Sunday, November 25, 2012

Enter Stage Right: Encountering Women in Woolf Literature

Virginia Woolf’s novel, Between the Acts, printed posthumously, offers continued insights into Woolf’s ability to deftly manipulate spaces with words. She uses the movements of her characters to advance her literature and simultaneously provide a commentary on women as they negotiate through space. Author Helen Southworth addresses this phenomenon found in Woolf literature, particularly as women move from one place to another. “It entails a continual renegotiation of space. Breaking the threshold over and over again, Woolf’s woman marks the line separating inside and outside only to explode it moments later,” Southworth writes. (Ed. Snaith), p. 48. For example, Woolf carves this space for Lucy: “Lucy had just opened her lips to reply, and had laid her hand on the cross caressingly, when the gentlemen came in. She made her little chirruping sound of welcome. She shuffled her feet to clear a space. But in fact there was more space than was needed, and great hooded chairs.” (Woolf), p 215.   

To examine this further, let’s take a look at the power of the character of Lucy, who exerts her radiating presence to convince Giles to change his clothes. Later, she seems to drift ethereally from one place to another without the weight of the world on her shoulders. “He must change. And he came into the dining room looking like a cricketer, in flannel, wearing a blue coat with brass buttons, although he was enraged… Yet he changed. It was Aunt Lucy, waving her hand at him as he came in, who made him change.” (Woolf), p 46.

In another scene, she (Lucy) moves from one place to the next, while standing in the doorway threshold. “The door trembled and stood half open. That was Lucy’s way of coming in – as if she did not know what she would find. Really! It was her brother! And his dog! She seemed to see them for the first time. Was it that she had no body? Up in the clouds, like an air ball, her mind touched ground now and then with a shock of surprise. There was nothing in her to weight a man like Giles to the earth.” (Woolf), p 116.

Woolf’s strategic decision to position characters at the point of an intersection breaks open the literary opportunity for character development and plot. “Rather than positing two separate spaces, permitting distinctions such as inside/outside, yes/no to persist, Woolf focuses on intersections. These spaces are fraught with possibility,” Southworth states. (Ed. Snaith), p 49.  The author uses Lucy once again to reveal the presence “between two fluidities” that the character experienced following the play. “Lucy still gazed at the lily pond. ‘All gone,’ she murmured, ‘under the leaves.’ Scared by shadows passing, the fish had withdrawn. She gazed at the water. Perfunctorily she caressed her cross. But her eyes when water searching, looking for fish. The lilies were shutting; the red lily, the white lily, each on its plate of leaf. Above all, the air rushed; beneath was water. She stood between two fluidities, caressing her cross.” (Woolf), p 204.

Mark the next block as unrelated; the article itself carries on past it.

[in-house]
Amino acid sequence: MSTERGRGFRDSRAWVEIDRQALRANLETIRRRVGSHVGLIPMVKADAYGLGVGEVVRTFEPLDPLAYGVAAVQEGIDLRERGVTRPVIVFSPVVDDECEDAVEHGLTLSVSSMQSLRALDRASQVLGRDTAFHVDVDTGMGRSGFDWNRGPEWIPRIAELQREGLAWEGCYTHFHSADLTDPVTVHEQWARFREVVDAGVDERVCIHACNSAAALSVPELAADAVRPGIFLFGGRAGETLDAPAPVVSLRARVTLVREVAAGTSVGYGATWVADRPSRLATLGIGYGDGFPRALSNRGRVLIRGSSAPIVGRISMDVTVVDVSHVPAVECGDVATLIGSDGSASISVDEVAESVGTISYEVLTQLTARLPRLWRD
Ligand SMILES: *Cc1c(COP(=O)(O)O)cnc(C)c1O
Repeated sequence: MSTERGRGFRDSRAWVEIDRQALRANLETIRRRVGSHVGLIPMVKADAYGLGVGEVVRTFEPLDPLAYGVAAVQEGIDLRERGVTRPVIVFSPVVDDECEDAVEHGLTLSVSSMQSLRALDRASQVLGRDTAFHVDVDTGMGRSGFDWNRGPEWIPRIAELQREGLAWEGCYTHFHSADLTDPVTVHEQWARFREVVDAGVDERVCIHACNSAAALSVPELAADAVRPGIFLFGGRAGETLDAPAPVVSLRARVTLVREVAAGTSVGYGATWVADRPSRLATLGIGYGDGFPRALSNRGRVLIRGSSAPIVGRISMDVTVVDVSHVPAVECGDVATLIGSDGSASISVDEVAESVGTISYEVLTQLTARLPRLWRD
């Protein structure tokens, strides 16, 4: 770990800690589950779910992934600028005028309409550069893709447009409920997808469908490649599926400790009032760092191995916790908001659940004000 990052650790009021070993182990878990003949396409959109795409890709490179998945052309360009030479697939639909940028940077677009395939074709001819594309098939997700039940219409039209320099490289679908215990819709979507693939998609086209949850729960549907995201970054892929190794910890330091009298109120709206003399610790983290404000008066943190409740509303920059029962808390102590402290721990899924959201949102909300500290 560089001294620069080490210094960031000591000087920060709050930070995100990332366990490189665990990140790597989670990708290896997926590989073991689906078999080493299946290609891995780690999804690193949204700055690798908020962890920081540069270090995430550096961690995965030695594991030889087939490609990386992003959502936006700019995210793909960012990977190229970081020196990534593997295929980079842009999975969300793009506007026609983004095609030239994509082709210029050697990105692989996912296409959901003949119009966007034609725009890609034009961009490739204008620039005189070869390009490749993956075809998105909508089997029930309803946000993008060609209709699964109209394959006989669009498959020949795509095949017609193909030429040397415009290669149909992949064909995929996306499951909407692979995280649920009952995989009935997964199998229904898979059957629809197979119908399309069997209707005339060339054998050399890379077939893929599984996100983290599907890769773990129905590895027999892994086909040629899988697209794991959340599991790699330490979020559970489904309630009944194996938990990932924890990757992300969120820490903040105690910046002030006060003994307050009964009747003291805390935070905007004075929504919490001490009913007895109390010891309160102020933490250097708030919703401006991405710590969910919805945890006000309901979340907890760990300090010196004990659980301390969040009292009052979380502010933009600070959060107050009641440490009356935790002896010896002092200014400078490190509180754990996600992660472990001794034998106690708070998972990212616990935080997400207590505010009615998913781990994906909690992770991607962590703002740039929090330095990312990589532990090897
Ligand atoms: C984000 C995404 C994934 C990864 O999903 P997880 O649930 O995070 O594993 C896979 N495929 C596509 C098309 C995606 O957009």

Even with the eyes, Woolf personifies characters intermingling at intersections. For Isa, she witnessed the departure of individuals yet was still trapped by the conclusion “It was drifting away to join the other clouds; becoming invisible. Through the smoke Isa saw not the play, but the audience dispersing. Some drove; others cycles. A gate swung open. A car swept up the drive to the red villa in the cornfields. Low hanging boughs of acacia brushed the roof. (Woolf), p 213.

In Between the Acts, Woolf breaks the box of literary convention by interjecting a play into a novel, giving the reader a captivating experience. She further breaks the conventions of a “woman’s place” by showing the intersections of various spaces and showcasing how women navigate from various spheres and often poise themselves at an intersection.


Ed. Snaith, Anna and Michael H. Whitworth, ed. Locating Woolf: The Politics of Space and Place . New York: Palgrave Macmillan, 2007.

Woolf, Virginia. Between the Acts . New York: Harcourt, Brace and Company , 1941.



Monday, November 12, 2012

The Subversive Act of Interjecting A Private Letter into the Public Sphere

Virginia Woolf smacks the conundrum of women confined to the private sphere in the face with the authorship of Three Guineas by unveiling the often concealed private letter and placing it into the public sphere.  Drafted in 1938, we see Woolf’s conclusions of a lifetime of social, economic and political observation come to form in this edgy format.  This work further allows us to explore the segregation between the public sphere and the private sphere.  

The  book is creatively crafted in response to a letter – the convention itself reveals the subversive nature of thrusting the private letter into the public sphere for appropriate dialogue and debate. “Now regarded as one of the most important letter writers of the twentieth century, Woolf spins and tortures the form of the semiprivate letter in Three Guineas to show how difficult it is for a woman citizen in England in 1936 and 1937 to reply to request for money for good causes. Her replies (our text) also follow the private letter into the public domain,” writes Jane Marcus in the 2005 introduction of Three Guineas. (Woolf), lvii.

Woolf points to the honorary treasurer’s letter soliciting money to rebuild her college as an opening to document Woolf’s perspectives on the role of women in professions, the power dynamics at work in society and the future for women. “She has been asking for some time; she is still asking it seems… History, biography and the daily paper between them make it difficult either to answer her letter or to dictate terms,” Woolf writes. (Woolf), p 39. Woolf indicates the incredulity of asking for money in the face of the war economy.  “Let us inform you: we are spending three hundred millions annually upon the army and navy; for, according to a letter that lies cheek by jowl and your own, there is a grave danger of way. How then can you seriously ask us to provide you with money with which to rebuild your college?” (Woolf), p 41